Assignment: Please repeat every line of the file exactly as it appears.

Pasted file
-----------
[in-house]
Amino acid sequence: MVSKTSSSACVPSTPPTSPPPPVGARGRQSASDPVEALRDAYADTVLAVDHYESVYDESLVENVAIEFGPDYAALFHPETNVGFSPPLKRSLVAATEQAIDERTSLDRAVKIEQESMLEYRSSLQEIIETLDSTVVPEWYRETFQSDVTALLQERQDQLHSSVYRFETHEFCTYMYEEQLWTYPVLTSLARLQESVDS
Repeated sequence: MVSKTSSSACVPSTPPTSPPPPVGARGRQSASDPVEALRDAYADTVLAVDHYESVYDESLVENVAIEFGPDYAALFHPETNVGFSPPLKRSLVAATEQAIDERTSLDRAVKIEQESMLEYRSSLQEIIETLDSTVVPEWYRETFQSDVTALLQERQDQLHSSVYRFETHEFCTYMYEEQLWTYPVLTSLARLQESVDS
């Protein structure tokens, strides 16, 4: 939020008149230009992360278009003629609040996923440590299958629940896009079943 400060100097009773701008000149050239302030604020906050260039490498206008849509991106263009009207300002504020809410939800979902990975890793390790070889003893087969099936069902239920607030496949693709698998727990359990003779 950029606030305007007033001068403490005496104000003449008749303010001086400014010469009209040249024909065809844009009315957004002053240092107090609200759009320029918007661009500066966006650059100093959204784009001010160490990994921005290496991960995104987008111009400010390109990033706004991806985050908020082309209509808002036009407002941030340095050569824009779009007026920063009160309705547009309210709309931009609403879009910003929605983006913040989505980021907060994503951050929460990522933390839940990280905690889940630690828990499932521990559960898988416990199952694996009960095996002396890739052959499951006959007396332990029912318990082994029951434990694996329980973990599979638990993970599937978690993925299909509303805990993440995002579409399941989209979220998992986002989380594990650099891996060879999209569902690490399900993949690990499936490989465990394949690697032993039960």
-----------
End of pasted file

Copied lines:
[in-house]
Amino acid sequence: MVSKTSSSACVPSTPPTSPPPPVGARGRQSASDPVEALRDAYADTVLAVDHYESVYDESLVENVAIEFGPDYAALFHPETNVGFSPPLKRSLVAATEQAIDERTSLDRAVKIEQESMLEYRSSLQEIIETLDSTVVPEWYRETFQSDVTALLQERQDQLHSSVYRFETHEFCTYMYEEQLWTYPVLTSLARLQESVDS
Repeated sequence: MVSKTSSSACVPSTPPTSPPPPVGARGRQSASDPVEALRDAYADTVLAVDHYESVYDESLVENVAIEFGPDYAALFHPETNVGFSPPLKRSLVAATEQAIDERTSLDRAVKIEQESMLEYRSSLQEIIETLDSTVVPEWYRETFQSDVTALLQERQDQLHSSVYRFETHEFCTYMYEEQLWTYPVLTSLARLQESVDS
């Protein structure tokens, strides 16, 4: 939020008149230009992360278009003629609040996923440590299958629940896009079943 400060100097009773701008000149050239302030604020906050260039490498206008849509991106263009009207300002504020809410939800979902990975890793390790070889003893087969099936069902239920607030496949693709698998727990359990003779 950029606030305007007033001068403490005496104000003449008749303010001086400014010469009209040249024909065809844009009315957004002053240092107090609200759009320029918007661009500066966006650059100093959204784009001010160490990994921005290496991960995104987008111009400010390109990033706004991806985050908020082309209509808002036009407002941030340095050569824009779009007026920063009160309705547009309210709309931009609403879009910003929605983006913040989505980021907060994503951050929460990522933390839940990280905690889940630690828990499932521990559960898988416990199952694996009960095996002396890739052959499951006959007396332990029912318990082994029951434990694996329980973990599979638990993970599937978690993925299909509303805990993440995002579409399941989209979220998992986002989380594990650099891996060879999209569902690490399900993949690990499936490989465990394949690697032993039960």